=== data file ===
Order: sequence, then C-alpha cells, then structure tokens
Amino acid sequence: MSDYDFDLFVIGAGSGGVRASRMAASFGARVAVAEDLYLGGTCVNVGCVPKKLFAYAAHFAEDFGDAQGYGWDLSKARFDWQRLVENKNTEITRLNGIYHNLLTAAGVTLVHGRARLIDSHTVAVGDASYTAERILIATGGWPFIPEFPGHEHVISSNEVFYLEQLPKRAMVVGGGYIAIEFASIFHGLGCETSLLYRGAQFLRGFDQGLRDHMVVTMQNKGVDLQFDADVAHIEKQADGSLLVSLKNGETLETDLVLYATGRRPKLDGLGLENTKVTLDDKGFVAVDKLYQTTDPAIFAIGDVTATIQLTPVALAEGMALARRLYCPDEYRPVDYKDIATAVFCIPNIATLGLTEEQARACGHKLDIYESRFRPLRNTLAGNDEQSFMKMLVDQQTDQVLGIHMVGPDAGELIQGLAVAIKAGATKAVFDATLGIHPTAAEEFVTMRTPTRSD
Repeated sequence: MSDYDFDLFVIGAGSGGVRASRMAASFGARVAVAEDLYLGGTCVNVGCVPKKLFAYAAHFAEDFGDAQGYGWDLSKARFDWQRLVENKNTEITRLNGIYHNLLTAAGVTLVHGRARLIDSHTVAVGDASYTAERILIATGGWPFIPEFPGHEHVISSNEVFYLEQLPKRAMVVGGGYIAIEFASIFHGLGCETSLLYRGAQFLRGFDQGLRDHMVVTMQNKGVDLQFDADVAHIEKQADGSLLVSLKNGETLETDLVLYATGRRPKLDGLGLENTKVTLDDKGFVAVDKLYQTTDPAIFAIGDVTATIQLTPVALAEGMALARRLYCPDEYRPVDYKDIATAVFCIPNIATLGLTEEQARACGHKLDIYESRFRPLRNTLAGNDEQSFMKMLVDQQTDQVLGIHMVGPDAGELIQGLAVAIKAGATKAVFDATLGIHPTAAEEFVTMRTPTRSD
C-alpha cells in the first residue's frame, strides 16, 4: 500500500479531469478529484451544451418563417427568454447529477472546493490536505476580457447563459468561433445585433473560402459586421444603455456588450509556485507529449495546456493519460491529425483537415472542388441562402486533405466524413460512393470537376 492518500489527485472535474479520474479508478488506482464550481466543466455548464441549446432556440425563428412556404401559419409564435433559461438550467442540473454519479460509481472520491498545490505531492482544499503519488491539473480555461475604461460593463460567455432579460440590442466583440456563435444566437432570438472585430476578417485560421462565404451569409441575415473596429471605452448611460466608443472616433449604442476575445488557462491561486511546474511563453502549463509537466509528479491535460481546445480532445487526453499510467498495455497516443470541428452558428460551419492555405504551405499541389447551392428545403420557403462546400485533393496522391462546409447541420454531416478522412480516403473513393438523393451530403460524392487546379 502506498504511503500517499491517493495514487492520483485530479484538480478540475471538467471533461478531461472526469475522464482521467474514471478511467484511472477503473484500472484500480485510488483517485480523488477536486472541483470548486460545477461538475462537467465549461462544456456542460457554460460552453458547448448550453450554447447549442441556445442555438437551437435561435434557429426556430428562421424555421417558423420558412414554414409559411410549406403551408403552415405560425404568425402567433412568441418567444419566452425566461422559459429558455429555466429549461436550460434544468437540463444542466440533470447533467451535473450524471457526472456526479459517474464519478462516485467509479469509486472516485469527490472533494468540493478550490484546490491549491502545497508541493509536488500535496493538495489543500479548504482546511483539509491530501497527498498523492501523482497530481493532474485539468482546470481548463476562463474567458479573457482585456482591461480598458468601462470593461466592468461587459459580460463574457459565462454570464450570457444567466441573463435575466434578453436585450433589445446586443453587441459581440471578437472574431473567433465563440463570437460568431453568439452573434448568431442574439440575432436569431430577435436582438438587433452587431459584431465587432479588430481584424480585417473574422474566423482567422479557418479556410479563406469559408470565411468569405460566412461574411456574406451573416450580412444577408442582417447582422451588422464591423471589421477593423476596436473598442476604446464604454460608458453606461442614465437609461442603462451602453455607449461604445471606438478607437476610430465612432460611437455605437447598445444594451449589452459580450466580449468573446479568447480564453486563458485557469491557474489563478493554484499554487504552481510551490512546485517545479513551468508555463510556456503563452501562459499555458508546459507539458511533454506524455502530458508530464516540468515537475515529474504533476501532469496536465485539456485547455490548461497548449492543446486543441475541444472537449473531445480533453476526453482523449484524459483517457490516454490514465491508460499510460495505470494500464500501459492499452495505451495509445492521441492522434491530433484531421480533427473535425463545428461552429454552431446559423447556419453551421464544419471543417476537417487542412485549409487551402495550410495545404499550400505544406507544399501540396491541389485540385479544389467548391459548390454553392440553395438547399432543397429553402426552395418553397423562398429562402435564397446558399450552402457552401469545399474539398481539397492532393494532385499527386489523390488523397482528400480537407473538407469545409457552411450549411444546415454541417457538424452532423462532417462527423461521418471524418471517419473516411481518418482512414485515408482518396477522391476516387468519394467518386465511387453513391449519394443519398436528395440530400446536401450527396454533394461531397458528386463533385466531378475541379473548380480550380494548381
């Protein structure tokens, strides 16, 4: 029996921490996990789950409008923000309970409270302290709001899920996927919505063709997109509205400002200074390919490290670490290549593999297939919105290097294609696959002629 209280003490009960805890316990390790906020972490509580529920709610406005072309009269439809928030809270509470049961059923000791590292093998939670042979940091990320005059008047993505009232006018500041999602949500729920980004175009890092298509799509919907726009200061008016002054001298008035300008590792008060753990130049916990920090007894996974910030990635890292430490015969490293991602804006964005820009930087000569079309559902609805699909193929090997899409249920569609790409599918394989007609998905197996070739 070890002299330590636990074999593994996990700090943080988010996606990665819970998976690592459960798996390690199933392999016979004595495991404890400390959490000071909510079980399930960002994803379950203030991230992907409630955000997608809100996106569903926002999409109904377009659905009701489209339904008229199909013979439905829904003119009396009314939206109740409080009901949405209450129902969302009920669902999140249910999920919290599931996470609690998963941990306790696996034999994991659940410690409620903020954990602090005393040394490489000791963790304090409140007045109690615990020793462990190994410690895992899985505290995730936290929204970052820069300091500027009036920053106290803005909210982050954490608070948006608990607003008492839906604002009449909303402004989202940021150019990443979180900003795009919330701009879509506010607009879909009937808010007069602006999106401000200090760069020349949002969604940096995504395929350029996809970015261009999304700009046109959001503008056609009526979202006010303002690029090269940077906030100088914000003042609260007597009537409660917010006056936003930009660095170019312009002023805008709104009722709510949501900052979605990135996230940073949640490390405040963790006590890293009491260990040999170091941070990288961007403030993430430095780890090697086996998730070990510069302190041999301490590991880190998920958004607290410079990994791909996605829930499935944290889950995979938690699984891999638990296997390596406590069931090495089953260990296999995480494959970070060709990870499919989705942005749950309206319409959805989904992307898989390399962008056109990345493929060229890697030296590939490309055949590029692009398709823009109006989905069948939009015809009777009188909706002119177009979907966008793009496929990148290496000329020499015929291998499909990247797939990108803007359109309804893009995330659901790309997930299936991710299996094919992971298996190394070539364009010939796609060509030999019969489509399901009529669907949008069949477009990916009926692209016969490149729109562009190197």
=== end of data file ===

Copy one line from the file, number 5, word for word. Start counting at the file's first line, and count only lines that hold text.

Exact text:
């Protein structure tokens, strides 16, 4: 029996921490996990789950409008923000309970409270302290709001899920996927919505063709997109509205400002200074390919490290670490290549593999297939919105290097294609696959002629 209280003490009960805890316990390790906020972490509580529920709610406005072309009269439809928030809270509470049961059923000791590292093998939670042979940091990320005059008047993505009232006018500041999602949500729920980004175009890092298509799509919907726009200061008016002054001298008035300008590792008060753990130049916990920090007894996974910030990635890292430490015969490293991602804006964005820009930087000569079309559902609805699909193929090997899409249920569609790409599918394989007609998905197996070739 070890002299330590636990074999593994996990700090943080988010996606990665819970998976690592459960798996390690199933392999016979004595495991404890400390959490000071909510079980399930960002994803379950203030991230992907409630955000997608809100996106569903926002999409109904377009659905009701489209339904008229199909013979439905829904003119009396009314939206109740409080009901949405209450129902969302009920669902999140249910999920919290599931996470609690998963941990306790696996034999994991659940410690409620903020954990602090005393040394490489000791963790304090409140007045109690615990020793462990190994410690895992899985505290995730936290929204970052820069300091500027009036920053106290803005909210982050954490608070948006608990607003008492839906604002009449909303402004989202940021150019990443979180900003795009919330701009879509506010607009879909009937808010007069602006999106401000200090760069020349949002969604940096995504395929350029996809970015261009999304700009046109959001503008056609009526979202006010303002690029090269940077906030100088914000003042609260007597009537409660917010006056936003930009660095170019312009002023805008709104009722709510949501900052979605990135996230940073949640490390405040963790006590890293009491260990040999170091941070990288961007403030993430430095780890090697086996998730070990510069302190041999301490590991880190998920958004607290410079990994791909996605829930499935944290889950995979938690699984891999638990296997390596406590069931090495089953260990296999995480494959970070060709990870499919989705942005749950309206319409959805989904992307898989390399962008056109990345493929060229890697030296590939490309055949590029692009398709823009109006989905069948939009015809009777009188909706002119177009979907966008793009496929990148290496000329020499015929291998499909990247797939990108803007359109309804893009995330659901790309997930299936991710299996094919992971298996190394070539364009010939796609060509030999019969489509399901009529669907949008069949477009990916009926692209016969490149729109562009190197």